Usually, they are signed by the senior officials from the issuing commercial
institution and are accepted by all major outlets in Zimbabwe.

Police confirmed that fraud cases had increased in recent weeks although
they could not immediately supply the relevant statistics.

"It is true that there has been a significant increase in cases of cheque
fraud in recent months," said police spokesperson Assistant Inspector Oliver

"We have already stepped up a publicity campaign informing the public to be
cautious in their dealings especially those involving bank cheques as the
risk of being cheated is very high these days.

"Every effort is being made to bring most of those involved in these
unethical dealings to book," he added.

He said while many cases of bank cheque fraud had been reported, more went
unreported because some of the cheques would have been issued through
clandestine deals.

Asst. Ins Mandipaka said even commercial institutions were unwilling to
publicise cases of theft as they feared that doing so would bring bad
publicity to their operations.

"Most prefer to deal with the issue internally. It is only when the
prejudice of clandestine deals is higher that some commercial institutions
warn the public," said Asst. Insp Mandipaka.

Efforts to get a comment from officials of the Bankers Association of
Zimbabwe proved fruitless yesterday.

However, some bank executives said there had been incidents where entire
bank chequebooks have "vanished" from a number of branches.

"The stolen cheques are used by the conmen to purchase various products from
individuals and companies," said a senior manager with one of the commercial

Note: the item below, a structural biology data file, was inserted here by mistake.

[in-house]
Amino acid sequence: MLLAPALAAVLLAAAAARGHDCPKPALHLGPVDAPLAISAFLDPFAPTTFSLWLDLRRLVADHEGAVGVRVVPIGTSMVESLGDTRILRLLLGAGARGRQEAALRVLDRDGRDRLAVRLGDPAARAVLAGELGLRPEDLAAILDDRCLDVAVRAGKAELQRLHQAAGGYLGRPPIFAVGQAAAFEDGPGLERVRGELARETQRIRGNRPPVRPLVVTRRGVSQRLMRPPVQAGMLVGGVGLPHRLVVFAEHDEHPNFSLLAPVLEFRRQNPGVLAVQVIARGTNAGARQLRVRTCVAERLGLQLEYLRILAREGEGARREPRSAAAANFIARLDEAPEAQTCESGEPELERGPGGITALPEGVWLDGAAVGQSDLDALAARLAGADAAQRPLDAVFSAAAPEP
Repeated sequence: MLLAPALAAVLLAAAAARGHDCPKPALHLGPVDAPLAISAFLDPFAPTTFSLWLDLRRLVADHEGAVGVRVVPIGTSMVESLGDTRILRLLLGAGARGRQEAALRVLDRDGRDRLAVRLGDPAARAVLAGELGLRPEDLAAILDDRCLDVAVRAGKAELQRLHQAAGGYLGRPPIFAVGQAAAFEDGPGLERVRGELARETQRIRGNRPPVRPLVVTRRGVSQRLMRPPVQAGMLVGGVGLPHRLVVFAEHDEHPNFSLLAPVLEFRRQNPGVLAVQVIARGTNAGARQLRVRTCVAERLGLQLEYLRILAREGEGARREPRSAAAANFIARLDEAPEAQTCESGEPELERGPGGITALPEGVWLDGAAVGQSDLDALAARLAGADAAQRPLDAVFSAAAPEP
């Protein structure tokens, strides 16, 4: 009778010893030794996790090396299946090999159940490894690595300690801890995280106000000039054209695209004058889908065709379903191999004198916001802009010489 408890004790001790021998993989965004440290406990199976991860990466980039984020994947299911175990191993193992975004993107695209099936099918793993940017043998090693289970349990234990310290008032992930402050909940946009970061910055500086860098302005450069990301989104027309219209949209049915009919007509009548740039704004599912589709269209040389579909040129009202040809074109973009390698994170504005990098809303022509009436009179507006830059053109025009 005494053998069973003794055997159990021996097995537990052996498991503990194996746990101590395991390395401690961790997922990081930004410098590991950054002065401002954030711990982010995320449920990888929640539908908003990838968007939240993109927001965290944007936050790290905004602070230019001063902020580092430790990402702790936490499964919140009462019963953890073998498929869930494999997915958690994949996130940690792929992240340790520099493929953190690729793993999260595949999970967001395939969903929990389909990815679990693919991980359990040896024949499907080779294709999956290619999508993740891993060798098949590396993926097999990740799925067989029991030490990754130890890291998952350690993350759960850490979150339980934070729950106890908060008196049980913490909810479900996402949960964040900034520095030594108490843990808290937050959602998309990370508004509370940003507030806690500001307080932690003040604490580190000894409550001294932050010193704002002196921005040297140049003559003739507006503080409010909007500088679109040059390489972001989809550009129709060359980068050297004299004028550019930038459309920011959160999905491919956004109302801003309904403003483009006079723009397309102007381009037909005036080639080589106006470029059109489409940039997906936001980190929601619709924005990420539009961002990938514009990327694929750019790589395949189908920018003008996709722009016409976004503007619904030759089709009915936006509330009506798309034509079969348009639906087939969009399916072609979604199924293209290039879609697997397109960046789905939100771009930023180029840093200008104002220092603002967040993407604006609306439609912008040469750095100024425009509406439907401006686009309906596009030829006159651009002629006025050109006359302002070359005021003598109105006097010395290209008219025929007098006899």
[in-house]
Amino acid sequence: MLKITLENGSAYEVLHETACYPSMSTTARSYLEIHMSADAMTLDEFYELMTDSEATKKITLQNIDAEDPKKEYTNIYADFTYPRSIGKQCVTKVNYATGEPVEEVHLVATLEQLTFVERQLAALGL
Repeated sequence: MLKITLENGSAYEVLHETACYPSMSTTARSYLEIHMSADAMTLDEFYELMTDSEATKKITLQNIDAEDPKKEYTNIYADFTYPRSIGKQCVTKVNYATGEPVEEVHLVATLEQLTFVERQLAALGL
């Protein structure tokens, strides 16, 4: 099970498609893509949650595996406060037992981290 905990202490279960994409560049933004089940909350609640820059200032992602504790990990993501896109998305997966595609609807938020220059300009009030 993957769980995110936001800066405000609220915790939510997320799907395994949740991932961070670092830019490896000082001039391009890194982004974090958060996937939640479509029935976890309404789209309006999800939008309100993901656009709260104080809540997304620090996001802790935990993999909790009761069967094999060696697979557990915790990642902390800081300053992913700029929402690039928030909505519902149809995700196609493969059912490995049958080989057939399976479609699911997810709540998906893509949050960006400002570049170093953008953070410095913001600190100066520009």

Several commercial banks and building societies have already issued a series
of notices advising the public and merchants to exercise extreme caution
when accepting bank cheques purportedly issued by the respective

Some of the banks that have issued such statements include Kingdom Bank,
Beverly Building Society and Barclays Bank of Zimbabwe Limited.

Officials from Barclays Bank said the cases of "fake" bank cheques had risen
dramatically over the last four weeks.

"The rate at which merchants and members of the public are bringing in
cheques that are being dishonoured is quite alarming.

"We advise these parties (merchants and public) not to release any goods
unless the cheques have been cleared," said one official who declined to be

The clearing period for bank cheques issued within Harare was five days
whilst those outside the capital took up to 10 days to clear.

It has emerged that some conmen are actually printing and circulating bank
cheques similar to those issued by local banks.

Instances of bank cheque fraud have also spread to auction centres where
perpetrators are using fraudulent cheques to make purchases while using the
clearing period to make good their escape.

Auctioneers said they were still accepting bank cheques despite the
escalation in cases of bank fraud.

A spokesperson for Hammer and Tongues, Mr John Chitsamba and ABC Auctions'
managing director, Mr Mike Bremer said their companies were only accepting
bank-certified cheques.